How we move faster by using Microservices

In competitive video gaming, resilience is a truly notable aspect of any professional gamer. Not every game can be won as effortlessly as SKT1’s World Championships. In any startup environment, you tend to fall down and get back up a lot. With all the lessons learned, this is how we have been able to quickly upgrade our infrastructure and adopt new technologies by using microservices.

We are incredibly excited to share the release of our latest iteration of chat with our customers as communications is a critical component of running esports tournaments successfully. Tournament organizers need to be able to resolve disputes between teams, teams need to be able to communicate with their opponents to schedule their matches, and players need to be able to quickly communicate updates to their team captains in order to let them know if they need a sub.

When we first shipped Battlefy Chat feature, we wanted to ensure that we would be able to measure and monitor all the data that surrounded it. This was done to better understand discourse between our users so that we could create features to foster and simplify the communication and community of our users. Other goals included the following:

  • to analyze communications data (relationships) and see how users were communicating with each other
  • to build on top of a technology with a mature community
  • to start with user-to-user communication and then expand into match-specific conversations
Battlefy Chat 1.0 powered by Neo4j, Mongo in Monolith NodeJS application
Battlefy Chat v1.0 data model in Neo4j

With many lessons learned after having Battlefy Chat 1.0 on production for 3 months, we ended up hitting several performance roadblocks.

While we were incredibly focused on being able to measure the feature from a product perspective, we ended up shipping a feature that worked well in one use case but didn’t work so well in other use cases (match chat, 10 people in one conversation, many messages, with many concurrent users on the site). Not only that, but it was also implemented into our monolithic application. Scaling was a nightmare.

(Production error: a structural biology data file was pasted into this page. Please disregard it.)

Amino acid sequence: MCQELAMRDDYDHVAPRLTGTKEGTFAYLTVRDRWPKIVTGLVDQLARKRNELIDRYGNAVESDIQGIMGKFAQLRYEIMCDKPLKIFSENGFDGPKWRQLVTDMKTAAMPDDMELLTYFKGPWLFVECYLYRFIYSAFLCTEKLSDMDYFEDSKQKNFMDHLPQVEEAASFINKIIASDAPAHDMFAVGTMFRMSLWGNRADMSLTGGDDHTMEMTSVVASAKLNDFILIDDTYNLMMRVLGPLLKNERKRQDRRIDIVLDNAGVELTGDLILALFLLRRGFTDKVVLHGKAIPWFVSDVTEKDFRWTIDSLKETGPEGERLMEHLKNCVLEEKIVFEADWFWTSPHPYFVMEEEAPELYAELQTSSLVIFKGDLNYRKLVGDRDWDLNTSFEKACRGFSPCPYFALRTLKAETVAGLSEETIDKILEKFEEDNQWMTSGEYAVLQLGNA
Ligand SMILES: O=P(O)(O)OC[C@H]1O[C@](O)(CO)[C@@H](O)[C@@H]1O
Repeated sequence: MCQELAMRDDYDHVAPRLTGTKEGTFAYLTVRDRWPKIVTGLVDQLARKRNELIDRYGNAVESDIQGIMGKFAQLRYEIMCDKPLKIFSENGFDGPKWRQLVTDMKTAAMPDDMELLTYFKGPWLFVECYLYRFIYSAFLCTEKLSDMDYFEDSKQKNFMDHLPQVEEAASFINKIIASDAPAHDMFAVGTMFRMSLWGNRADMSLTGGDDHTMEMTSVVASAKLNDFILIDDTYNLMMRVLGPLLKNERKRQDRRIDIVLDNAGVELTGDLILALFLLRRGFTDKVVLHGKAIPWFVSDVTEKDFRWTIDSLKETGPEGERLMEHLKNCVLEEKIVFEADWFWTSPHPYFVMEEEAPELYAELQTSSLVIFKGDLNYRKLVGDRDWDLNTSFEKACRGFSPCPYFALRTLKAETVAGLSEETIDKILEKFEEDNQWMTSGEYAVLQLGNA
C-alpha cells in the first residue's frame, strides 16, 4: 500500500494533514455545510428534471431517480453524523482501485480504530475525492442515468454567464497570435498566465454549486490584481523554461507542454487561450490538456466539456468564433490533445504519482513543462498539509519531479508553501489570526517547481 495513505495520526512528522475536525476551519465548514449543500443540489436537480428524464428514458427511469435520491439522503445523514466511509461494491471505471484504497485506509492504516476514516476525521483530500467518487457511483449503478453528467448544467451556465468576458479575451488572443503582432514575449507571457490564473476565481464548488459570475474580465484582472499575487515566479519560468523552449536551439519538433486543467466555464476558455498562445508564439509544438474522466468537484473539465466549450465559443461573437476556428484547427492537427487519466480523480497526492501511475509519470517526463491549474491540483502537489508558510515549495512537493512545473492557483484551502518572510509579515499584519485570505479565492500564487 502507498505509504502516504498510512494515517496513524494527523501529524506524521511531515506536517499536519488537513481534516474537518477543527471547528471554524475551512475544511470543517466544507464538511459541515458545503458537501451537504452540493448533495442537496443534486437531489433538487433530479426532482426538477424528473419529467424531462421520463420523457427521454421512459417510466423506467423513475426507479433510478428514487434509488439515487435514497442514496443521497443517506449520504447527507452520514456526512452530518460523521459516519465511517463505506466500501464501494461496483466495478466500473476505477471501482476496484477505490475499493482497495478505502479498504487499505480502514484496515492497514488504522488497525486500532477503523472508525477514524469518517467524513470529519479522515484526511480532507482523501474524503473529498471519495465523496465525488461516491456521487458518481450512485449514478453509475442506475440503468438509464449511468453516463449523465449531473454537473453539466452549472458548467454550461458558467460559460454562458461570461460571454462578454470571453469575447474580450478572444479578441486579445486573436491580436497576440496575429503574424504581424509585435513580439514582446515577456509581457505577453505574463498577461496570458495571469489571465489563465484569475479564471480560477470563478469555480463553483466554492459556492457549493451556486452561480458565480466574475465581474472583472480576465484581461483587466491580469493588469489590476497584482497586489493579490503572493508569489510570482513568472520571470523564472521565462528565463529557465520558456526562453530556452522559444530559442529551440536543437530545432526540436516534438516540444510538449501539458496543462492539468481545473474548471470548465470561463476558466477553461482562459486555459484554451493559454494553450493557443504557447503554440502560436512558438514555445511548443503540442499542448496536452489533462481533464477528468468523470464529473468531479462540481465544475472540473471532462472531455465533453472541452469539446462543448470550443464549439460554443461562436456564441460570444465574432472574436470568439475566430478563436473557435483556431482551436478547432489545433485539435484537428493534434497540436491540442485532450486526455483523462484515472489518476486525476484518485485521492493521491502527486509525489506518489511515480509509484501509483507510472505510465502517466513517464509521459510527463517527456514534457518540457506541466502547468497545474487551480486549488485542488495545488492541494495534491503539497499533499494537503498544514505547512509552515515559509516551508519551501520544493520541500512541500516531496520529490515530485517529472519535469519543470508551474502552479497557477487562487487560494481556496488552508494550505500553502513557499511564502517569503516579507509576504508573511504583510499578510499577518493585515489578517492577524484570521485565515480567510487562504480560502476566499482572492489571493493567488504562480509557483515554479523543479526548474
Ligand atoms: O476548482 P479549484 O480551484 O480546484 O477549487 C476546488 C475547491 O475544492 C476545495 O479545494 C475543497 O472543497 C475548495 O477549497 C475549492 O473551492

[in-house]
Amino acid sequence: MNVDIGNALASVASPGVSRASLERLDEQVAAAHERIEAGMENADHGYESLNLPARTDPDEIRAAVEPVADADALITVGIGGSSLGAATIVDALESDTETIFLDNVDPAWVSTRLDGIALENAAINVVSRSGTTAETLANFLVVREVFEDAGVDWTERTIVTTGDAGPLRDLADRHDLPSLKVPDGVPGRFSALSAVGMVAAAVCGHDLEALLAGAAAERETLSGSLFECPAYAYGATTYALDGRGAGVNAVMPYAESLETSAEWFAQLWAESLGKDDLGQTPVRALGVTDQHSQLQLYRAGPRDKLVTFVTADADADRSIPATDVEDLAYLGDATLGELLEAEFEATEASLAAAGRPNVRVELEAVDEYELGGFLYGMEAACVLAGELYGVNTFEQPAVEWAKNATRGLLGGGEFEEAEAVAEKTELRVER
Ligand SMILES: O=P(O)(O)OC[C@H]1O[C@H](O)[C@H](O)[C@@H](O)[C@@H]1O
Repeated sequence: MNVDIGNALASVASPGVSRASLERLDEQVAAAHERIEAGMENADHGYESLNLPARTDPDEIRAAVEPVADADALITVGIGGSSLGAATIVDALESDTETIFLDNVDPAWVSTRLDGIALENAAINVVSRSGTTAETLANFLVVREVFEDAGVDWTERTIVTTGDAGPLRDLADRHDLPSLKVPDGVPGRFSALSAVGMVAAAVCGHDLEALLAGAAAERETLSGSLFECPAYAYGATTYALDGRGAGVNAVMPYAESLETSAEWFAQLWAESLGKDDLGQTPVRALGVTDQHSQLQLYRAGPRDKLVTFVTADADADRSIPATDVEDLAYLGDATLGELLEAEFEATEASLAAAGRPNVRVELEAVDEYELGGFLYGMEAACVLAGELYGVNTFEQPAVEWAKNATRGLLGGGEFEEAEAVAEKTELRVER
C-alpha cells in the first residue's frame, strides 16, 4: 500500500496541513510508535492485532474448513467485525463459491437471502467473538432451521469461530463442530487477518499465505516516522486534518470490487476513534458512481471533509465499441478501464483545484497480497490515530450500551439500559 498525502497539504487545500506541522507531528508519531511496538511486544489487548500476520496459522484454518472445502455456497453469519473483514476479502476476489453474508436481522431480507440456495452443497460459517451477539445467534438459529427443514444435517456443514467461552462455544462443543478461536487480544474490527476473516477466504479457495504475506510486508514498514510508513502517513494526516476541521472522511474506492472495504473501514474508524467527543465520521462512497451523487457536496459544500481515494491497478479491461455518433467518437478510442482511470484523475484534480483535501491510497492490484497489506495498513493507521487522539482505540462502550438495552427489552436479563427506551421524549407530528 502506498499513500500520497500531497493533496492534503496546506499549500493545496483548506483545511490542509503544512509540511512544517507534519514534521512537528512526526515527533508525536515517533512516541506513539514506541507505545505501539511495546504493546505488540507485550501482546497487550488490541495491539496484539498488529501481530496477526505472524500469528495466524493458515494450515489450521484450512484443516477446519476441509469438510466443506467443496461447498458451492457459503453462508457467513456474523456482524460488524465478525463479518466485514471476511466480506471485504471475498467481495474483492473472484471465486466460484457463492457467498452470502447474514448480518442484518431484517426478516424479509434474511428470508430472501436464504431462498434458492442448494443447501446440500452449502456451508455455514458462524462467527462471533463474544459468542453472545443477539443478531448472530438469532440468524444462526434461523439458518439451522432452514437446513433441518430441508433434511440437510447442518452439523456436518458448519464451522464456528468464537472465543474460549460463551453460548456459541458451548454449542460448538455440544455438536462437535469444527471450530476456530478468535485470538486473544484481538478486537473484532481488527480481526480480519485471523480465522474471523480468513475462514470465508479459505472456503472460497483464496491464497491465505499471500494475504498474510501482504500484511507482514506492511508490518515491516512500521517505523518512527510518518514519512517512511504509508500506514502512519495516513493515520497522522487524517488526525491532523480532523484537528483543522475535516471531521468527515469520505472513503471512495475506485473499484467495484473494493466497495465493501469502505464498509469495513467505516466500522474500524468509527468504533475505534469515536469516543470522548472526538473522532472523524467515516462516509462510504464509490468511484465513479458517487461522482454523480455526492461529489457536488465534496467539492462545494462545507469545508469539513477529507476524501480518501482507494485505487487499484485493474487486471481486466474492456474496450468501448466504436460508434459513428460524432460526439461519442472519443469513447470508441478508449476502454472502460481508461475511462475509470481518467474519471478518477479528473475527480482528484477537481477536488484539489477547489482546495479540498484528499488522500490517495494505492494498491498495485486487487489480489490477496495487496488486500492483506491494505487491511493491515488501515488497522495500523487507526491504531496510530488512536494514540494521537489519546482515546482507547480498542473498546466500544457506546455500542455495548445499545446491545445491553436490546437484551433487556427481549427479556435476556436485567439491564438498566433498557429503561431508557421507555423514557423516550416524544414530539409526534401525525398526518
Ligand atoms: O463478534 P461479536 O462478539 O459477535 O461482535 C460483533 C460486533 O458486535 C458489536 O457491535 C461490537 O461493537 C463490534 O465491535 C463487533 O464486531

• As part of a monolith, scaling chat was difficult on larger tournaments, we would only have the option of spinning up more servers
  • When bottlenecks occurred from either Neo4j or Mongo, whole entire application servers would be affected which led to outages

As we blogged previously, we use Docker as part of our infrastructure. This makes it easier for us to strangulate our communications component into a separate microservice. Originally, chat was part of Anduril (monolith) and as part of making sure that we could scale chat independently of our API servers, we strangulated it out.

The new version of Battlefy Chat has a separate deployment pipeline, separate git repository, uses ES6 and NodeJS 4.2 (LTS), as well as, uses CircleCI (usually we use Jenkins) and ESLint. In order to keep up with the NodeJS community, we continuously evolve our tooling by strangulating out a lot of our business capabilities into separate microservices. Each microservice is maintained by a different team and has an incredible amount of flexibility regarding adopting different technologies as they aren’t limited by existing technical debt or legacy code.

A huge thanks goes out to the product team for not only exemplifying engineering excellence by upgrading our infrastructure to make it easier for the platform to adopt microservices, but also shipping a massive enhancement to our communications capabilities that our customers deeply care about. Furthermore, this is why Battlefy is extremely proud of the work done by Ronald Chen (@pyrolistical), Jared Daley (@jsdaley), Feng Wu, and Justin Wong (@justinzwong) for shipping Chat 2.0.

Jaime Bueza
Software Engineer